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Galvanised by Arab revolutions, WSF 2013 begins in Tunisia
Honouring the Arab Spring revolutions, this year's World Social Forum is being held in its epicentre, Tunisia
Salma Shukrallah in Tunisia, Thursday 28 Mar 2013
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Galvanised by Arab revolutions
Egyptian and Tunisian politicians and activists come together during the opening march of the World Social Forum in Tunis (Photo: Egypt's Popular Current)

Thanks to the Arab Spring revolutions, Tunisia is playing host to the first World Social Form (WSF) held in the Arab world since its inauguration in 2001 in Porto Allegre. The organisers are keen to celebrate this year’s forum as stemming from the sweeping changes that spanned the region, beginning in host country Tunisia.

“We would not have been able to receive you if it was not for the people’s struggle in the region,” said WSF coordinator’s Abdel-Rahman Al-Hazeely.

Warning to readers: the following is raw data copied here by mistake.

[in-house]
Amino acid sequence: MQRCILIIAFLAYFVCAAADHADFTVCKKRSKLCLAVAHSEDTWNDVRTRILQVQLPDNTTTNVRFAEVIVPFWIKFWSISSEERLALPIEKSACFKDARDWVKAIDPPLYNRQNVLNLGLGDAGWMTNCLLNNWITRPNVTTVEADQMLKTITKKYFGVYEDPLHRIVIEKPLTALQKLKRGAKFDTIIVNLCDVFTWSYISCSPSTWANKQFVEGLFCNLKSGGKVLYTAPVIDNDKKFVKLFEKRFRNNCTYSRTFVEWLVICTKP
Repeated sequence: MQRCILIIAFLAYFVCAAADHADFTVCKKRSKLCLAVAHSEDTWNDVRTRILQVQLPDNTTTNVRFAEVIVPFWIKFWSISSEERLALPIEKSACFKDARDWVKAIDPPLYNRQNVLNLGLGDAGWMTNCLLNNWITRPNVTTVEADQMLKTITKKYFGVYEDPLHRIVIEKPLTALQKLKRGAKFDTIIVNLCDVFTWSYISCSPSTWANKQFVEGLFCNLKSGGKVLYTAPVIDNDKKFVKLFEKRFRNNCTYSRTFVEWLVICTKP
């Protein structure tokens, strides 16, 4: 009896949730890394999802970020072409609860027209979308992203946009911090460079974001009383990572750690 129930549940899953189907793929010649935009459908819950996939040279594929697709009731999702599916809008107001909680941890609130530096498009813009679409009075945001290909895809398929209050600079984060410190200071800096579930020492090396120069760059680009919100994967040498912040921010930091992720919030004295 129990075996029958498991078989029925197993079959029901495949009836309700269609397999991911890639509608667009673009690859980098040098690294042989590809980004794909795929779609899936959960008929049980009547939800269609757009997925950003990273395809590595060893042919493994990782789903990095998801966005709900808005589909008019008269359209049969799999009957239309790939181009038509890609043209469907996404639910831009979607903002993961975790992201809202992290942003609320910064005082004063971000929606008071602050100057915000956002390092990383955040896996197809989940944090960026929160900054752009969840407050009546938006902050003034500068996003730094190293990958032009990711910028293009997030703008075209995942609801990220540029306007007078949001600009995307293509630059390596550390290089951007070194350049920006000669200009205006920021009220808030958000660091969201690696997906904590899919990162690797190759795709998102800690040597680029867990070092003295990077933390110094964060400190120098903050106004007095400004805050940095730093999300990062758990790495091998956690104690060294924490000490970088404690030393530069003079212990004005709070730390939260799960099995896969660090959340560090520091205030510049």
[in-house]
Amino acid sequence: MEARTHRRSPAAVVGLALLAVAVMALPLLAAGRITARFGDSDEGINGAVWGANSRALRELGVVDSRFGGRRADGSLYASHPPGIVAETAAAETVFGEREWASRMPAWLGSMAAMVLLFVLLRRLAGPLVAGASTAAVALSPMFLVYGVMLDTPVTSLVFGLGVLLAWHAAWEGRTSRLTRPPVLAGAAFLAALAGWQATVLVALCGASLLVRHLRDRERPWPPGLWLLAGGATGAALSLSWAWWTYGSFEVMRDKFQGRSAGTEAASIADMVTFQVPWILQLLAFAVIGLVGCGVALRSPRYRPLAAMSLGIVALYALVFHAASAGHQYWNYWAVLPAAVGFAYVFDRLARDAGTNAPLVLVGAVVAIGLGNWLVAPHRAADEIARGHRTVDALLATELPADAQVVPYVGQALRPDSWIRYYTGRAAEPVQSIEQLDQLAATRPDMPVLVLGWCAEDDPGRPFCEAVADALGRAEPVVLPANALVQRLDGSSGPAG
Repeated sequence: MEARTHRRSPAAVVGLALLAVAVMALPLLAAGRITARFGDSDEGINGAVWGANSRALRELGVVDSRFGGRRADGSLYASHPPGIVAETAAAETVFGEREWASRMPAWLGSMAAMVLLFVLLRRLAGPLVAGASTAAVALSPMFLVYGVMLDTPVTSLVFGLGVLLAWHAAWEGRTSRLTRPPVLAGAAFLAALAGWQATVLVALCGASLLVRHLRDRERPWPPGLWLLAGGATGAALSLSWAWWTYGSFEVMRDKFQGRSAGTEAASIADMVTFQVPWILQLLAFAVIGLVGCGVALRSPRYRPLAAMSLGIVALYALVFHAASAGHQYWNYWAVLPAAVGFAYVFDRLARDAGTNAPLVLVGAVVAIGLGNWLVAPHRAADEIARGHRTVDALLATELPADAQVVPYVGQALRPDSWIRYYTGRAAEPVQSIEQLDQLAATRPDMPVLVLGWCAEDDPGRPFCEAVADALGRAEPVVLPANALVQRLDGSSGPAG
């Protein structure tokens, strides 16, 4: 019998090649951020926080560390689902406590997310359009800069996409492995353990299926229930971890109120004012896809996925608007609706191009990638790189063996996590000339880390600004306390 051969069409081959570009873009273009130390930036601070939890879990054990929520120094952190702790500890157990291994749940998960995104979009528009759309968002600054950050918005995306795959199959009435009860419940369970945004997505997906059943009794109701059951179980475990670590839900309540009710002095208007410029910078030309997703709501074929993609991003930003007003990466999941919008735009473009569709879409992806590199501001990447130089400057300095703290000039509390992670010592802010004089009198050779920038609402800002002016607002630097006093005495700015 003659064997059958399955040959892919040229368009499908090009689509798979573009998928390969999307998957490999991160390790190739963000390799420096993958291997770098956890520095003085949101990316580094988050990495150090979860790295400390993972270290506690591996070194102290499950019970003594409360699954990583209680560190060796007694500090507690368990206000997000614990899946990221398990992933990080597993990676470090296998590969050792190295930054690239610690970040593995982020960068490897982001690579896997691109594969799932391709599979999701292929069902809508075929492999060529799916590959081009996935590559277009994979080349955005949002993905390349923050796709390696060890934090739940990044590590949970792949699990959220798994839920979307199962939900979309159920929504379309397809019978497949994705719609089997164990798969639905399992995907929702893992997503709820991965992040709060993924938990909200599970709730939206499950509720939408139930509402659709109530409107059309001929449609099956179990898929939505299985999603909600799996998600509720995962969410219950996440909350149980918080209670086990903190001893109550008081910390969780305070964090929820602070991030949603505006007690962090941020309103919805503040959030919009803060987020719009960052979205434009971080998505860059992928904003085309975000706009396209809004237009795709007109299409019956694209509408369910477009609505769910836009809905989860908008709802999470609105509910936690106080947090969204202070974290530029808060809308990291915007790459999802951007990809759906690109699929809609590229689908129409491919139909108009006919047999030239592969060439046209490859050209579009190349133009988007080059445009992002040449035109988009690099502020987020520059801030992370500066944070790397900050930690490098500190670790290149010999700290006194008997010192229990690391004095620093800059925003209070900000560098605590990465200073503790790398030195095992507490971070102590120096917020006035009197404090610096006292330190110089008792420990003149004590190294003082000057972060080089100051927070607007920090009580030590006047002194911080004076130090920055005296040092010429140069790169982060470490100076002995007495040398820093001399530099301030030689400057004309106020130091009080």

In his opening speech, Al-Hazeely stated: “We are here for the people to stay united against neo-liberal policies,” marking the continuation of the forum’s decade-long heritage of social and political struggle.

WSF 2013 started on 26 March and is scheduled to last until 30 March. Sessions are bring held at Tunisia’s Al-Manar University and tackle issues of social justice, fair distribution of resources, equality, minority rights, and imperialism, among other issues.